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Wednesday, 02 November 2011 00:00
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Different strokes

Intro: CBI can’t have different stands on bail for the 2G accused

 

The Supreme Court has done well to point out the obvious inconsistencies in the CBI stance over bail for the 2G accused. Until the charges were framed by the trial court, CBI’s stance was that, if released, the accused could tamper with the evidence as they were powerful people. While that seemed wishy-washy even then—after all, by that logic, they can tamper with the evidence after their release on bail once the charges were framed—CBI has gone a step further and opposed the bail pleas of some accused while not opposing those of others. CBI is not opposing the bail pleas of DMK MP Kanimozhi along with four others—Kusegaon Fruits and Vegetables promoters Asif Balwa and Rajeev Agarwal, Cineyug Film’s Karim Morani and Kalaignar TV’s managing director Sharad Kumar. Indeed, given that the only money trail CBI has found has been that from Shahid Balwa’s DB Realty to Kanimozhi’s Kalaignar TV, you’d think it would be most anxious to keep Kanimozhi behind bars! The problem appears to be that, given the incomplete nature of the investigation, CBI is probably hoping that a longer stint in jail will persuade some of the accused to turn state’s witness. But surely CBI has had enough time to collect enough evidence by now—it first filed its FIR in October 2009. It is true the arrested Reliance Group (formerly ADAG) employees haven’t pointed a finger at anyone, but that doesn’t change CBI’s argument—whether the court buys it or not has to be seen—that if around a thousand crore rupees were given to Swan Telecom by Reliance Group firms, the two were related.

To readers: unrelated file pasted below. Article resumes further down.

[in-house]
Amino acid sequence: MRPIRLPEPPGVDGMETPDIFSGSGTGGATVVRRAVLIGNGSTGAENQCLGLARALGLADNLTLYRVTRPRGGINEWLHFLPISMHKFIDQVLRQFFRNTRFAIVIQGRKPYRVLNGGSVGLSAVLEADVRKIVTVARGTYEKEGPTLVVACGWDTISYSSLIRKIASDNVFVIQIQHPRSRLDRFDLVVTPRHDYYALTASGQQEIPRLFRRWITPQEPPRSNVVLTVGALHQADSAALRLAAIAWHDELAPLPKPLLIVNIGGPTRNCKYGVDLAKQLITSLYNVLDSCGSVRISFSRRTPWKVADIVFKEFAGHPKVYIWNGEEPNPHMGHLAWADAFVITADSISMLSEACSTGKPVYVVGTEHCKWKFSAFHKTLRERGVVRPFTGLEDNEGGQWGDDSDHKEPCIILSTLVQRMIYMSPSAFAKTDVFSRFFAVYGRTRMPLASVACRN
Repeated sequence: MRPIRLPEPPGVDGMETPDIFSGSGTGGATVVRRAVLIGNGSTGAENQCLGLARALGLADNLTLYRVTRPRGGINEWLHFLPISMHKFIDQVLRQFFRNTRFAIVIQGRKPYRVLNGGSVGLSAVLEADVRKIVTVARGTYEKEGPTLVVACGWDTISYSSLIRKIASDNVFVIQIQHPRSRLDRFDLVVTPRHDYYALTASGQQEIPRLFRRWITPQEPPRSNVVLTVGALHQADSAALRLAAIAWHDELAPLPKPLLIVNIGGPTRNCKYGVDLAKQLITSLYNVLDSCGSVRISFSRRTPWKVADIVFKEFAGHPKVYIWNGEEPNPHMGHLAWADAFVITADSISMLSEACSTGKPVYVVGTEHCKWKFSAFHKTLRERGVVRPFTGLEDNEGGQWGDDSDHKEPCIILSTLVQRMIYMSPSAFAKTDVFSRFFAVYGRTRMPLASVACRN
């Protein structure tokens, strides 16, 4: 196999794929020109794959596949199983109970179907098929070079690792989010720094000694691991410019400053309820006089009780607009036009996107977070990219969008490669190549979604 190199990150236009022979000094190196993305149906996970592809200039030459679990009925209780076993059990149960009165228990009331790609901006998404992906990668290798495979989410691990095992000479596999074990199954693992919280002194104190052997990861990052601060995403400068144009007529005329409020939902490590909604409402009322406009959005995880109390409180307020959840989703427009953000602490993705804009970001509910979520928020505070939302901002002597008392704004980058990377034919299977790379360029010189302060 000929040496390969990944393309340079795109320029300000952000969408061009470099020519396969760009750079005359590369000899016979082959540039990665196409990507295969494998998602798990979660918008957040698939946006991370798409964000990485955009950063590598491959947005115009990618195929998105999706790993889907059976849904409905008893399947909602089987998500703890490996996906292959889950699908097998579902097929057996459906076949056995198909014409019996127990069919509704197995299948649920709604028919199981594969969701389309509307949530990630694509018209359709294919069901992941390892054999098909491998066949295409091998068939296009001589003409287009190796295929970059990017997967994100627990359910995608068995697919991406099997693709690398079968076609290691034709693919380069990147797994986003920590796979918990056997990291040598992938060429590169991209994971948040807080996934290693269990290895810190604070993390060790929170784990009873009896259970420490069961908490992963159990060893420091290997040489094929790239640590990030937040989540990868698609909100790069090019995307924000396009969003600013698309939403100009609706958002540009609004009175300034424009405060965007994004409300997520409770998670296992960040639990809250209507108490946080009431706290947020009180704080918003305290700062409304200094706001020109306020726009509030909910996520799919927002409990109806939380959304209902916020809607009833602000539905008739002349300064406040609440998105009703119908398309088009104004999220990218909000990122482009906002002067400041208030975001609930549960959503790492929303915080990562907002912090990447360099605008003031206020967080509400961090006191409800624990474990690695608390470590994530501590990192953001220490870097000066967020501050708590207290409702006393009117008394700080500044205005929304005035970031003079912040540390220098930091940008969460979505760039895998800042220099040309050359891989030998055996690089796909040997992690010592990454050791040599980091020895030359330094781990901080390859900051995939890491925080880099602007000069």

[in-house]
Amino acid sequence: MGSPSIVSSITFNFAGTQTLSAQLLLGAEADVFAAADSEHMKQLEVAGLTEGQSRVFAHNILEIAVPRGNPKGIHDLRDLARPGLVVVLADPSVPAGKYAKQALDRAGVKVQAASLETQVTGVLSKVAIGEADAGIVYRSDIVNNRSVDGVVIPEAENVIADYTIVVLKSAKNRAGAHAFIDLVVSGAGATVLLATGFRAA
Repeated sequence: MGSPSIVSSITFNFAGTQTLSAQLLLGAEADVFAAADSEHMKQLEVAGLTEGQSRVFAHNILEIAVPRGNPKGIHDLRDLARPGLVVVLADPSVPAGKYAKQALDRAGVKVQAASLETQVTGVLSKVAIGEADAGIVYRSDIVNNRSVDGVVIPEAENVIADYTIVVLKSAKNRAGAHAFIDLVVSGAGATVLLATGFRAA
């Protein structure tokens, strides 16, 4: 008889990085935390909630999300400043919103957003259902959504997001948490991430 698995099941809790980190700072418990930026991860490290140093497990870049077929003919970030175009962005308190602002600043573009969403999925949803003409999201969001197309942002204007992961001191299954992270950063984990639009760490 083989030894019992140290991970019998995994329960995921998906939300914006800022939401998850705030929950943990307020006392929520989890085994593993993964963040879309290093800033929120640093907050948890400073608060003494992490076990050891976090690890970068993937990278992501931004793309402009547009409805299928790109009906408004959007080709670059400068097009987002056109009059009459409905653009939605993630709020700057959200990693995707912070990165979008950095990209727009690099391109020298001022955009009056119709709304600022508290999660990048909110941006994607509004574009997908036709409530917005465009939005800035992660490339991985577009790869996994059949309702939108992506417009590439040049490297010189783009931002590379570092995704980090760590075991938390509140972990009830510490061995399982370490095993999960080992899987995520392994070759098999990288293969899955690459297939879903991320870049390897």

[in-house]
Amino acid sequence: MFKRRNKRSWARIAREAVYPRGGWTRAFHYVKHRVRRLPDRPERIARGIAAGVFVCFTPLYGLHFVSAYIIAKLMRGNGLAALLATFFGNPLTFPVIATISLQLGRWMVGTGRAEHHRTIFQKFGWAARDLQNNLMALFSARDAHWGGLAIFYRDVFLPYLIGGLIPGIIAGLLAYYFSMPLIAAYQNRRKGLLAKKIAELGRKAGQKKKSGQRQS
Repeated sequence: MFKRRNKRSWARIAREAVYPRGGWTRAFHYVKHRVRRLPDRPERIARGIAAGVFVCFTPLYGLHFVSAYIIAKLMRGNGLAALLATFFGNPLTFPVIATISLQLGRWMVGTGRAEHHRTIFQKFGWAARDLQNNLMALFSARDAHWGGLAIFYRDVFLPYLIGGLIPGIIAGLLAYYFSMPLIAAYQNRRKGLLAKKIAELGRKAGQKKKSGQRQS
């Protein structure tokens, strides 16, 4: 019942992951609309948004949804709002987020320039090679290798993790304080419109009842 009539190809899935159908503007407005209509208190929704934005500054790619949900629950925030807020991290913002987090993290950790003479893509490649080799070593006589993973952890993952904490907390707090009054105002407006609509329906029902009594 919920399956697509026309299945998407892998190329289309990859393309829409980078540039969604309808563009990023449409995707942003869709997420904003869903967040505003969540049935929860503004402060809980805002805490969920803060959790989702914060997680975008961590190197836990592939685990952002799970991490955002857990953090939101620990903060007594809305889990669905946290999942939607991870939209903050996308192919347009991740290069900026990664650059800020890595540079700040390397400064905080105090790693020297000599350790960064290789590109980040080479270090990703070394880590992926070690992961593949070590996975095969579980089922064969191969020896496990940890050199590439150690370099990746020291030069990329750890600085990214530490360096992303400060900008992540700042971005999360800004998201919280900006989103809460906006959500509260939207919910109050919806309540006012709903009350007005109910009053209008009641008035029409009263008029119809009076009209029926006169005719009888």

The fact that the investigations—into who owns Delphi, the company to whom part of the Swan equity was sold to at a lower price than that to the Dubai-based Etisalat—are not complete can’t be any excuse to oppose bail to the corporate honchos either. Given how many years such investigations into trails leading to various tax havens have taken in the past, this would require the 2G accused to spend many years in jail. As FE has pointed out earlier, there are several gaps in the CBI investigation (the dual technology scam has not even been probed) as well as various inconsistencies (Datacom has been given a clean chit for jumping the queue thanks to A Raja’s actions but both Swan and Unitech Wireless have been chargesheeted for the same thing). The law ministry’s curious definition of ‘associate’ firms and how Clause 8 of the telecom licence applies to ‘licensees’ and not ‘applicants’, similarly, knocks a huge hole in CBI’s case. But opposing bail to the accused isn’t going to fix any of this.

 

 

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